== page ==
The funny thing was, the author then started to argue why she didn’t think there was too much soup in the pot.

Think GirlIt made me think:

If two people thought the same thing, the issue is probably there.

As an author, we need to understand that what we type onto the page may not be perceived as we expect from  a reader’s point of view. We need to accept this, and move on.

Thankfully, the speaker caught that she was defending herself, laughed, and continued her talk.

This brings me to critiques.

If you cannot handle a critique, what are you going to do when you get out into the “real world” and people slam you on the internet because your main character’s name is Fred and they hate the name Fred? Think about that.

Some people react oddly when they get a critique.  For me, personally, If I get a crit that says “Wow, this was wonderful. I really enjoyed it in every way shape and form. You are brilliant!” I’m not really all that happy – Now, if you want to say that in a review, I’d love you for it :-)

But in a critique?



This is a person who will never crit my stuff again.

Because I am smart enough to know I’m not perfect. Nope. Far from it.

But some people out there want to be coddled. They want their egos stroked. People like this SHOULD NOT be asking for critiques. A critique is not a forum for your self-esteem, although it can be a place where you can BUILD your esteem.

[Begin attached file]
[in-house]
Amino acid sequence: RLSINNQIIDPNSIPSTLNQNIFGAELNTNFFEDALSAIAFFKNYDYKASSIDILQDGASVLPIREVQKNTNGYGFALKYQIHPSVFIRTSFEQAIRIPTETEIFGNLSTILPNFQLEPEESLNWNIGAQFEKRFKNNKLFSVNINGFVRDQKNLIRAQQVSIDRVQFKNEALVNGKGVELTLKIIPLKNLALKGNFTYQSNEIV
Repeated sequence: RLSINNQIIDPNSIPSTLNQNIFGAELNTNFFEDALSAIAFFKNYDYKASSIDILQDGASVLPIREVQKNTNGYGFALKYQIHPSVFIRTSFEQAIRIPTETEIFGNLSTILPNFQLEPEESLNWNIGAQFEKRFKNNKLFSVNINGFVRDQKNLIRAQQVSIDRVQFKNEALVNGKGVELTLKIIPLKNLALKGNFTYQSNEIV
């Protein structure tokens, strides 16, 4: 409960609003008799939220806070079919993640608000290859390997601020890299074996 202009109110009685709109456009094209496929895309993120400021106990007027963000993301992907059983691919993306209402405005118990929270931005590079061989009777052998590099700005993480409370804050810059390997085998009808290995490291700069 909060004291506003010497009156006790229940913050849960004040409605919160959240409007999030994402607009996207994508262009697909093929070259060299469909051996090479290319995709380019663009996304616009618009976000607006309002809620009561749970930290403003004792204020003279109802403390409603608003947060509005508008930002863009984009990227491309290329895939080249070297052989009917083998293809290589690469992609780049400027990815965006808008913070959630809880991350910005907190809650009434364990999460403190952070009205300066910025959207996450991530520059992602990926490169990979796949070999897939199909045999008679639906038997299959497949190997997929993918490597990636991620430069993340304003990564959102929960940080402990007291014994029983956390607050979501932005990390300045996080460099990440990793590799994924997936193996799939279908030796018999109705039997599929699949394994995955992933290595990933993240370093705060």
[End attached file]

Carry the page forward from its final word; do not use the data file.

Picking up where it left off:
If you are not ready for feedback that you may not like, then you need to find a way to GET READY.

PKO_0013466 sadBecause learning that the pivotal scene you wrote— the one that makes you cry and changes your life every time you read it… (yeah, you know that scene. Everyone has one)

Anyway… learning that your scene DIDN’T provoke the emotional response you wanted is going to hurt. But what you need to train yourself to do is let that pain sink in for all of five seconds, get over it, and then re-read the comments and look for useful information to better your writing.

PKO_0004816Believe me, guys – for those of you who are not published yet – it is FAR BETTER for a critique partner to tell you that something does not work, and give you ideas on how to make it work, then to get slammed in an amazon review later.

So where are you on this? If you have not been critiqued or reviewed, are you preparing yourself, or are you looking for a testimony to your brilliance?

If you’ve been receiving critiques for some time, how do you react when one, two, or three people say something you disagree with?